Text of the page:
In his book on farce, Albert Bermel tells us that what defines farce is “to scoff in public at whatever the neighbors’ cherish in private.” To put it in a broader cliché, one person’s tragedy is another one’s comedy. Farce, in short, is not merely comical, but positively brutal in its skewering of all things sacred — or things deemed sacred, even if not really so.
No farce is funnier or more vicious than Martin McDonagh’s blood-soaked The Lieutenant of Inishmore or more gruesome and hilarious than his A Skull in Connemara. At least so far. But McDonagh’s predecessor at this game, the late Joe Orton, comes very close and had less time to whittle away at his barbs. What these playwrights share is a common notoriety for vulgarity and deliberate offence, and both can lay claim to similar backgrounds: each is the scion of impoverished working-class parents from across the pond who each had/have everything to gain by insulting the stiff-upper-lipped professional classes whose self-righteousness and condescension they utterly despise/d.
Orton’s Entertaining Mr. Sloane and Loot, were both previously staged at the Mark Taper Forum some decades back by John Tillinger, who has returned to direct the production of Orton’s What the Butler Saw now on view at the Taper. Butler was Orton’s last play, written just before he was bludgeoned to death in a pique of jealous fury by Kenneth Halliwell, his partner of 16 years, in a murder-suicide. It might have served as another grisly farcical plot had the incident not been so tragically real. Orton was only 34 years old.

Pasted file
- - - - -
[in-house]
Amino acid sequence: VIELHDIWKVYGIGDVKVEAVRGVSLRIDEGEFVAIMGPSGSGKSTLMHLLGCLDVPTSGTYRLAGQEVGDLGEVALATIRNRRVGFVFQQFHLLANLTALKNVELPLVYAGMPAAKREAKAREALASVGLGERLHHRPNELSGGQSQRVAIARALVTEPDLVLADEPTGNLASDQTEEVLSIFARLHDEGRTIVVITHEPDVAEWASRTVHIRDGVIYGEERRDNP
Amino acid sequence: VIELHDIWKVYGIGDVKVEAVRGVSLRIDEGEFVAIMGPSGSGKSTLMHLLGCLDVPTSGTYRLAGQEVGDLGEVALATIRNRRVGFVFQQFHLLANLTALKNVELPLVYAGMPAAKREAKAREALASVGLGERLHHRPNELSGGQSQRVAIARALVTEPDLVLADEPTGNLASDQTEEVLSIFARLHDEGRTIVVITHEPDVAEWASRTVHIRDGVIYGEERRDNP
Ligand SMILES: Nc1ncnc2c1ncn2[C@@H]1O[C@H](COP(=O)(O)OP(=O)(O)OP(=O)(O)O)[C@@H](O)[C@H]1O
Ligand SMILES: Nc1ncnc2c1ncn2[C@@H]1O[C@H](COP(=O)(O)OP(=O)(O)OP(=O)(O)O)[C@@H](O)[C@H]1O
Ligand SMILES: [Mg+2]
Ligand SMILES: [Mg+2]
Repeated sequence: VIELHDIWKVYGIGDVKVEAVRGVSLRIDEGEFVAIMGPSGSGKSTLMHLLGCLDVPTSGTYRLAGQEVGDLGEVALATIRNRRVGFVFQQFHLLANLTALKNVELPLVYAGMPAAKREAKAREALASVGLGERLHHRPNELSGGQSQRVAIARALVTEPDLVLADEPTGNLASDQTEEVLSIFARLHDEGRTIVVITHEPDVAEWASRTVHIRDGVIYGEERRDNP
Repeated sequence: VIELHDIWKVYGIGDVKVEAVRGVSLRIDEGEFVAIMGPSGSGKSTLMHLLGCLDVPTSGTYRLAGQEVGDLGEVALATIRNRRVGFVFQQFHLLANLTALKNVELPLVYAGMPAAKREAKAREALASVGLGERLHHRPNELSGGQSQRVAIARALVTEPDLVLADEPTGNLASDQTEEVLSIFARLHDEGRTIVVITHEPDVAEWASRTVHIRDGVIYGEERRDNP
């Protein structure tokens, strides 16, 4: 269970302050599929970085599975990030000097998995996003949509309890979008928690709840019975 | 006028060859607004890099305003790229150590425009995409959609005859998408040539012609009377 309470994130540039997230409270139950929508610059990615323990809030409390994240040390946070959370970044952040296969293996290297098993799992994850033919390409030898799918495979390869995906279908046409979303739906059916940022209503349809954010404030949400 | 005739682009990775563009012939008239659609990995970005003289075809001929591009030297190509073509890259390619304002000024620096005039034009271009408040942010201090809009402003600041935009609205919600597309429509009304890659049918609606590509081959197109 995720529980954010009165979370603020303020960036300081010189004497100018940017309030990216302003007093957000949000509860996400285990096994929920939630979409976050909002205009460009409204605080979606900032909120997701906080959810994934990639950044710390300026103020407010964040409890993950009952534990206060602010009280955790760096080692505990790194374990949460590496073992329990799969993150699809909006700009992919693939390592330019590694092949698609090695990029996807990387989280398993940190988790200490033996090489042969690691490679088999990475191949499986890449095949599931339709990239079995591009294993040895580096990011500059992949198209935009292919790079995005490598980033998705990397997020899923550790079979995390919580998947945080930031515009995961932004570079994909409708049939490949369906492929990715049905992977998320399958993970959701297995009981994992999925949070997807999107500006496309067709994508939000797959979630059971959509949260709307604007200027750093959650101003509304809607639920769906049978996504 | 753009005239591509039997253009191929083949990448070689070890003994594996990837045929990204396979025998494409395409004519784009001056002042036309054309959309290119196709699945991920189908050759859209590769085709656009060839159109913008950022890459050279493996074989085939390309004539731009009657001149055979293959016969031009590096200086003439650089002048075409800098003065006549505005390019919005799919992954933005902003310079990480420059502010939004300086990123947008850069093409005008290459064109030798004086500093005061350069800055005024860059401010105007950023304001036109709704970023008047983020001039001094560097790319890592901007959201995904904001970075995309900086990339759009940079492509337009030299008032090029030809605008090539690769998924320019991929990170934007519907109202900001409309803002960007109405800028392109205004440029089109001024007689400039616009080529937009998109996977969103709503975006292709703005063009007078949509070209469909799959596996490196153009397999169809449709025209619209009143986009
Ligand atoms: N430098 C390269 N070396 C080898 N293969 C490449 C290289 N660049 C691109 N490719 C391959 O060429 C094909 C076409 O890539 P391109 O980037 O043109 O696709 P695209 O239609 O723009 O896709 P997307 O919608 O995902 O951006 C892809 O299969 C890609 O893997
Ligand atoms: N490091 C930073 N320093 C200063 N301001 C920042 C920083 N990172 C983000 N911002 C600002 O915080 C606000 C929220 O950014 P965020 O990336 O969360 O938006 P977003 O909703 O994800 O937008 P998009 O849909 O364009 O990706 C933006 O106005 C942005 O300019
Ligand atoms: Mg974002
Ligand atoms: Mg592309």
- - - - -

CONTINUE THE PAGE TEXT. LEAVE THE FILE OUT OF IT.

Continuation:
What the Butler Saw took on the psychiatric profession at the height of its popularity among the upper middle classes. But this broadside is too clever by half and ends up drowning in its own plot.
Oh, it starts out reasonably enough when Dr. Prentice (Charles Shaughnessy), a psychiatrist in a private mental institution, is interviewing a potential new secretary, Geraldine Barclay (a sweet Sarah Manton). When he orders her to disrobe so he can examine her, she considers it an odd request. Being a good little girl, however, she follows his instructions. And we’re ready for takeoff — literally and figuratively.
Enter, at this most inconvenient moment, the unexpected Mrs. Prentice (the excellent Frances Barber). It seems the Mrs. has been doing her share of dallying at the Station Hotel with a tall, good-looking bellboy named Nicholas Beckett (the hilariously lanky young Angus McEwan). She is here, paramour in tow, to ask her husband to employ him as his new secretary, because, at a crucial moment in their newly minted relationship, she promised the lucky fellow that she would.
These events are complicated by the unplanned arrival of a Dr. Rance (the unflappable Paxton Whitehead), government inspector of this certified loony bin who proceeds to take charge by looking into every nook and cranny as the dominoes begin to fall…